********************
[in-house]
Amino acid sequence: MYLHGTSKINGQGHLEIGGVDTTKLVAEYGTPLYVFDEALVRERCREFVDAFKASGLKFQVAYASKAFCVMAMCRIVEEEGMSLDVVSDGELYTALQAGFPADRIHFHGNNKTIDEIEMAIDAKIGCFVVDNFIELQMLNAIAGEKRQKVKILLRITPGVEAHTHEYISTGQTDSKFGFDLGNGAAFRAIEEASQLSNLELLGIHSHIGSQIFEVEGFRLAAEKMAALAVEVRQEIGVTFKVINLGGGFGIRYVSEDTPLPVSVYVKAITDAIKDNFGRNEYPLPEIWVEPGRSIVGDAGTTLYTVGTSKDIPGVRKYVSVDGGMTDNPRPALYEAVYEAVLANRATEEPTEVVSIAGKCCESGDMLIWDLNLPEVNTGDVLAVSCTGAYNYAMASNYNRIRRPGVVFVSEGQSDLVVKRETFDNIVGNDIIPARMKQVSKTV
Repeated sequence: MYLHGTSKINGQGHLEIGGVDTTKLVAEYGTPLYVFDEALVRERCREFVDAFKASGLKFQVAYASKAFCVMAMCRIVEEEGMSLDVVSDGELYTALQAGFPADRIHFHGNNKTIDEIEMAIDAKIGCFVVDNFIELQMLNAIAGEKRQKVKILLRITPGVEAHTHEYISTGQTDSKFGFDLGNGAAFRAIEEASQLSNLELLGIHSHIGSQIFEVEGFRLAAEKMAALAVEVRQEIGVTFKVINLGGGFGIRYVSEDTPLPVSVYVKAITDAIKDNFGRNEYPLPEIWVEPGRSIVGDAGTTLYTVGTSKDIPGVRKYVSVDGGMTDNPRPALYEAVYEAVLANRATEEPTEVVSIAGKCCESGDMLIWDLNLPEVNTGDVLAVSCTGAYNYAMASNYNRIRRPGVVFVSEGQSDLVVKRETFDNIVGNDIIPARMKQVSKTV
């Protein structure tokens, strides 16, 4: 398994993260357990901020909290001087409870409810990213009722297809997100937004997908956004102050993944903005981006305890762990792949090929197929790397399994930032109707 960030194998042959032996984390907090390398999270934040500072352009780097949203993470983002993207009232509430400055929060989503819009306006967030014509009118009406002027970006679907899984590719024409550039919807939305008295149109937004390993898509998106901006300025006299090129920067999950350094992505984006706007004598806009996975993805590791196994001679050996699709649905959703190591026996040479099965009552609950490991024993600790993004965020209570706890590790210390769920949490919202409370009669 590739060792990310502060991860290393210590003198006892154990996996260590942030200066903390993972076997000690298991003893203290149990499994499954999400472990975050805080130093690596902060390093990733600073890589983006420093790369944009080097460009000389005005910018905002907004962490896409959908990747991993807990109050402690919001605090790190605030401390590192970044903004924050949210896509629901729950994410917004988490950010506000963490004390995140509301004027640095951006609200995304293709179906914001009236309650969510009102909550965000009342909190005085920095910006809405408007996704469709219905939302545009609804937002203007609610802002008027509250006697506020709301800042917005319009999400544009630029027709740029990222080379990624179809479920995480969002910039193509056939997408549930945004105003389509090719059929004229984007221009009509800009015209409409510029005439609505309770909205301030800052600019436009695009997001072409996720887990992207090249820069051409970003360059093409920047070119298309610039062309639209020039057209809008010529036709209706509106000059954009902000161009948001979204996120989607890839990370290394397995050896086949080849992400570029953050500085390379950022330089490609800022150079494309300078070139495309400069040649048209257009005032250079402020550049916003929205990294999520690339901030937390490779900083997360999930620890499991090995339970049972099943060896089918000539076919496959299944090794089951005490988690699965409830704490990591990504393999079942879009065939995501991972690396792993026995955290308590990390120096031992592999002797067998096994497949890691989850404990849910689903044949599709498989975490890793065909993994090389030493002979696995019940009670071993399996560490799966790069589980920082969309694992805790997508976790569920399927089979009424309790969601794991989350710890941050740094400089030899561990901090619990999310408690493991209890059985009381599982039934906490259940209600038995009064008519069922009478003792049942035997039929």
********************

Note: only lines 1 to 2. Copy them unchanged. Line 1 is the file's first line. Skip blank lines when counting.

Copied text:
[in-house]
Amino acid sequence: MYLHGTSKINGQGHLEIGGVDTTKLVAEYGTPLYVFDEALVRERCREFVDAFKASGLKFQVAYASKAFCVMAMCRIVEEEGMSLDVVSDGELYTALQAGFPADRIHFHGNNKTIDEIEMAIDAKIGCFVVDNFIELQMLNAIAGEKRQKVKILLRITPGVEAHTHEYISTGQTDSKFGFDLGNGAAFRAIEEASQLSNLELLGIHSHIGSQIFEVEGFRLAAEKMAALAVEVRQEIGVTFKVINLGGGFGIRYVSEDTPLPVSVYVKAITDAIKDNFGRNEYPLPEIWVEPGRSIVGDAGTTLYTVGTSKDIPGVRKYVSVDGGMTDNPRPALYEAVYEAVLANRATEEPTEVVSIAGKCCESGDMLIWDLNLPEVNTGDVLAVSCTGAYNYAMASNYNRIRRPGVVFVSEGQSDLVVKRETFDNIVGNDIIPARMKQVSKTV